Welcome to the Kirkwall Cruise Port Guide. Kirkwall is a small town with about 9000 inhabitants. It is the administration centre of the Orkney islands. At first sight it might look like the town has little to offer, but this is to the contrary. This is a charming old town that is easy to explore by foot. Kirkwall is the heart of the Orkney islands just off the coast of Scotland. The Orkney islands are a unique archipelago that counts 70 islands. Only 30 of them are actually inhabited. All together there are about 20.000 people that live on the Orkney islands. The vikings already left their language, buildings and genes on the island, but its history goes further back than that. They say the Orkney islands contain the densest concentration of archeological sites in Great Britain. These islands have been inhabited for thousands of years. The neolithic people started to leave their traces about 5000 years ago. Of all the archeological sites the 4 most well known are commonly referred to as the “Neolithic heart of Orkney”. They are listed on the UNESCO world heritage list because of their extreme beauty and educational value. ‘ The archeological sites, distillery, castles and old town is what makes Kirkwall a great cruise destination. Find out where your ship will dock or drop anchor underneath and what there is to see and do on the island.
This is the main shopping street in the town of Kirkwall. Find all kind of lovely boutiques and local stores here.
Across the St. Magnus Cathedral you will find some medieval structures in ruines. The Kirkwall castle, Bishop’s palace and Earl’s palace stand side by side. It is a great location to learn more about historic Kirkwall.
2 km out of town you will find the Highland Distillery. They have a visitors centre for tourists and also give guide tours throughout the day. Visit their website for the exact hours: http://highlandpark.co.uk/visit/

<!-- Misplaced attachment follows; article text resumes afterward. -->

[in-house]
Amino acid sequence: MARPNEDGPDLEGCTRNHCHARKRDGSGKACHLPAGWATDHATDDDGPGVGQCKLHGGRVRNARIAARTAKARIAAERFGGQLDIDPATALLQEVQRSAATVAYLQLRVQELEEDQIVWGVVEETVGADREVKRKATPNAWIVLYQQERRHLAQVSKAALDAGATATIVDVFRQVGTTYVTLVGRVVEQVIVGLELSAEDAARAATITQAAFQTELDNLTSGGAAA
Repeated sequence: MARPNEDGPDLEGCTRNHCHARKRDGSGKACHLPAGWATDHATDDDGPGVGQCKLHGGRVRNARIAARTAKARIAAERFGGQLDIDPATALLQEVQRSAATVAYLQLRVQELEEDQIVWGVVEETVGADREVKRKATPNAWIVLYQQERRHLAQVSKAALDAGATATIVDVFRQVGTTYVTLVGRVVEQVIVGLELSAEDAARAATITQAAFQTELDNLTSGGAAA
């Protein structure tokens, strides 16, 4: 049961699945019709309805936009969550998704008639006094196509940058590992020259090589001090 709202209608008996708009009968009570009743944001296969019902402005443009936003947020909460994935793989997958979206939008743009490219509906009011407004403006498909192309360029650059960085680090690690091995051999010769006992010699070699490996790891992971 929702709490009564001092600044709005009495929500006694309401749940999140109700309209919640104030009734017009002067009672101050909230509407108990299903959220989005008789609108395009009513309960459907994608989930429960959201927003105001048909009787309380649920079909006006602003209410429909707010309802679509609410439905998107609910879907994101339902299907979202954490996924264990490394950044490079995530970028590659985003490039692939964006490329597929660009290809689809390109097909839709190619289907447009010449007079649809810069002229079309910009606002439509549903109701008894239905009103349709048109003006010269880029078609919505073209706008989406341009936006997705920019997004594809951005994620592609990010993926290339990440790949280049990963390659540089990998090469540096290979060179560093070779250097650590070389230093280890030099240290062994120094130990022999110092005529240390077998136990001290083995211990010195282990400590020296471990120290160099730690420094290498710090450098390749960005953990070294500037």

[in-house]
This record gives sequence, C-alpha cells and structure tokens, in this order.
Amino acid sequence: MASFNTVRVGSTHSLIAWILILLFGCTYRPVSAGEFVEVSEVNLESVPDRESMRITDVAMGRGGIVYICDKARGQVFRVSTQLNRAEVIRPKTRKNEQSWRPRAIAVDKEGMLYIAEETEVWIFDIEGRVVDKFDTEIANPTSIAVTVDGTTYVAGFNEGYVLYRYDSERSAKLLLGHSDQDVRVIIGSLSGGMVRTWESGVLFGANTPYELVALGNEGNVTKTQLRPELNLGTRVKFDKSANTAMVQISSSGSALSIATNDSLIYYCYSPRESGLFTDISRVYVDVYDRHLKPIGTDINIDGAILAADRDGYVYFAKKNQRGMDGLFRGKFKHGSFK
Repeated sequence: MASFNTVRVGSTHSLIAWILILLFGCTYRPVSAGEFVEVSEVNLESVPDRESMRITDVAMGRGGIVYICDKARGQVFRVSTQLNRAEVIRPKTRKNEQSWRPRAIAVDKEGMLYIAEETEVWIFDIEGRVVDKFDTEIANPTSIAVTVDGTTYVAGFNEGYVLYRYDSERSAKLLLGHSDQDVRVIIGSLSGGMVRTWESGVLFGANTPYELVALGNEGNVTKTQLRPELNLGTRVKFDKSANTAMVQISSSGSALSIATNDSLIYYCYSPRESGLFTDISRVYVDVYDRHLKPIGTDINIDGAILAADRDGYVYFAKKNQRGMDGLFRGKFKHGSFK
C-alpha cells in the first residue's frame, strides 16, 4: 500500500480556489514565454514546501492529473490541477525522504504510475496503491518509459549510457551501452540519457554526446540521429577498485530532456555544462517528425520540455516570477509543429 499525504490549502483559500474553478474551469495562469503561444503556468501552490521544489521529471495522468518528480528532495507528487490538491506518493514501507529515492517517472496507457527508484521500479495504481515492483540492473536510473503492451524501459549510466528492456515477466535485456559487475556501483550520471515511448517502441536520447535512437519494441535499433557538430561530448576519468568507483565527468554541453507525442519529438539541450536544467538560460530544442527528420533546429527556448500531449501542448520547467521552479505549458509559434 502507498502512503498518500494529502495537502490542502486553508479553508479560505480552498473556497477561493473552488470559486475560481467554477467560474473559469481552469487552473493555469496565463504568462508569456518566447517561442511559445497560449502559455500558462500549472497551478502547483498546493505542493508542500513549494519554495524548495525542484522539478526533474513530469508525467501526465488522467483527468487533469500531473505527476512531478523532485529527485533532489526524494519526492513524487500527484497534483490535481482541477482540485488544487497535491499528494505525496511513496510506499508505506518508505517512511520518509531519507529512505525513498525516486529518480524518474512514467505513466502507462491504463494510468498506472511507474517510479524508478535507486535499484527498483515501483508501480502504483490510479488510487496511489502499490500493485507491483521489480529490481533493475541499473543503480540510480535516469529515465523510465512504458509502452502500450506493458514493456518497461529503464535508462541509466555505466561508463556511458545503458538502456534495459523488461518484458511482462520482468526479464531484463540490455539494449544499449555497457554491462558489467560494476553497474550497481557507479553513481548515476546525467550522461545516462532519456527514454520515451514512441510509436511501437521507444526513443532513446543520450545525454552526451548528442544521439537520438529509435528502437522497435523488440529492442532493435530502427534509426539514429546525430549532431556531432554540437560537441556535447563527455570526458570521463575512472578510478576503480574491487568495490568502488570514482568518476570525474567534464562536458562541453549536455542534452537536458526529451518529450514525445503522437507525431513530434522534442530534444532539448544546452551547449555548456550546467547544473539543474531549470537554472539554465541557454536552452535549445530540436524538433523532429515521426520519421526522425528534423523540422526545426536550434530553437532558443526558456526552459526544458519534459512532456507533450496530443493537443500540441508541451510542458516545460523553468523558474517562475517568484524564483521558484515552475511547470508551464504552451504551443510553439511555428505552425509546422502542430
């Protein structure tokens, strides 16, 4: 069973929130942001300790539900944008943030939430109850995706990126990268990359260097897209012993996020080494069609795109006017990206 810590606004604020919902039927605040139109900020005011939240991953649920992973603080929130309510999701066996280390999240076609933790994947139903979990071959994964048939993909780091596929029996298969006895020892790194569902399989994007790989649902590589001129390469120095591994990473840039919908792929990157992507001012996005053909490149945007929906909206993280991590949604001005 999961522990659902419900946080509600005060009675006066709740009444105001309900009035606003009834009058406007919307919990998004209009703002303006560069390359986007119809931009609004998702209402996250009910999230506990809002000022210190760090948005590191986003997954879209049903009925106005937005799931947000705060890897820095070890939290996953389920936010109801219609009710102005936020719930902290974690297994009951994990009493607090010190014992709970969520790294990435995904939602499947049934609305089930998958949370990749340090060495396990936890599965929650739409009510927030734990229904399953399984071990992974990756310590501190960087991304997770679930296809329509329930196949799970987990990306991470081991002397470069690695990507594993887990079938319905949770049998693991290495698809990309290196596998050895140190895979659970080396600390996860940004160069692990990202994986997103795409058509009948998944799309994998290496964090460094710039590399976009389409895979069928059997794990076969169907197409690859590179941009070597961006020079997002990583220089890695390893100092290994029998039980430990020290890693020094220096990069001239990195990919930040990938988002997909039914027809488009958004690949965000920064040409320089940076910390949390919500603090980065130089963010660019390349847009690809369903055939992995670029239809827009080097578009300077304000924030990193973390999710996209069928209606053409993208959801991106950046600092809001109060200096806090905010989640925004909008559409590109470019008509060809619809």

One of the most famous archeological sites is the Ring of Brodgar. It is one of the oldest and largest stone henge moment found on the British Isles. 27 stones of 60 stones still stand here today. 60 stones at a 6 degree angle make up a perfect 360 degree circle. It must have been a huge engineering project during those days. There must have been a large community that had put this together for one common purpose. The Ring of Brodgar lies 11,5 mile west of the port.
This archeological site is where you find 4 standing stones. Originally it would have been 12 stones. They believe this to be the oldest of the henge monuments, although the site was never finished. This site lies 10,5 mile west of the port.
The eye-catcher of the town of Kirkwall would be the St. Magnus Cathedral. It is constructed in 1137 and is still in use today. There is something very mysterious about this cathedral. The sad look, combined with the old graveyard and unusual stones make a unique church. Find it in the middle of town.
This is the best location to get an amazing impression on life in the Neolithic period. In 1850 a storm hit the Orkney Islands and uncovered a neolithic village. Archeologists were able to put together the puzzle pieces of how these people used to live: their farmings methods, their engineering techniques and living habits. There are 7 different houses. All are connected to each other and they are even fairly comfortable if you have a close look. It gives a fascinating and tangible inside look to what the stone age was all about. Skara Brae lies 17 mile west of the port.
In the south you will find the Churchill Barriers. They are great causeways built by Italian prisoners of war during World War II as anti-submarine barriers. The bay was the main base of the Royal Navy during WWI and WWII. Go with a guide to get the picture behind the operations that took place here. Scala flow lies 16 mile south of the port. The ride includes a crossing on ferry.